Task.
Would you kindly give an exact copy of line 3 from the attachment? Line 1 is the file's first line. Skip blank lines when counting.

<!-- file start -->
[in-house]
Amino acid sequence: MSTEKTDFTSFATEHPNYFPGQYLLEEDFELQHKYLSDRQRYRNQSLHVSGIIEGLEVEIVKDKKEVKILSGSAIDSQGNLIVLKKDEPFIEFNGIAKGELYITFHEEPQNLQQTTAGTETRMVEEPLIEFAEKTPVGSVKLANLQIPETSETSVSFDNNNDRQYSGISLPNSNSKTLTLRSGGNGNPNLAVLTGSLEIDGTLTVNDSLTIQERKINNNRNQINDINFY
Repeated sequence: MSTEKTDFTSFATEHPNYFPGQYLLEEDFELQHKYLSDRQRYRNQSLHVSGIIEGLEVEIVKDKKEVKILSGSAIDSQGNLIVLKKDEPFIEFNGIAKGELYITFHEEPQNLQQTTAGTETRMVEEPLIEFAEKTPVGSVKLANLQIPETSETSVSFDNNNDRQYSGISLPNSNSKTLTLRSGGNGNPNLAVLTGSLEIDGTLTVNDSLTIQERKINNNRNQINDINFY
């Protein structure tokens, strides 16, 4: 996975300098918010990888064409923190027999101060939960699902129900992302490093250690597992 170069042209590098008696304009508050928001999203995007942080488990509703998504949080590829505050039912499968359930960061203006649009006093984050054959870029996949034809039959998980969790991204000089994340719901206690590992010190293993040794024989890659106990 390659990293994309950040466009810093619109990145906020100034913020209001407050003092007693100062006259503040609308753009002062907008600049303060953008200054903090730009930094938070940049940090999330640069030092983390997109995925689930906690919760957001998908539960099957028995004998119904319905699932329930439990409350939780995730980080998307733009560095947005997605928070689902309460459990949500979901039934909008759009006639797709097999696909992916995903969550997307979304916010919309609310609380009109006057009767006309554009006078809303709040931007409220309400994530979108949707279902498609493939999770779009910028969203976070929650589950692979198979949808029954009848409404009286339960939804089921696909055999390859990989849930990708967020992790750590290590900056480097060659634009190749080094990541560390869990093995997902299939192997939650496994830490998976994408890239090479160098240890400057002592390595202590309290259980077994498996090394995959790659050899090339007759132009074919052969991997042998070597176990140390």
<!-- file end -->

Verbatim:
Repeated sequence: MSTEKTDFTSFATEHPNYFPGQYLLEEDFELQHKYLSDRQRYRNQSLHVSGIIEGLEVEIVKDKKEVKILSGSAIDSQGNLIVLKKDEPFIEFNGIAKGELYITFHEEPQNLQQTTAGTETRMVEEPLIEFAEKTPVGSVKLANLQIPETSETSVSFDNNNDRQYSGISLPNSNSKTLTLRSGGNGNPNLAVLTGSLEIDGTLTVNDSLTIQERKINNNRNQINDINFY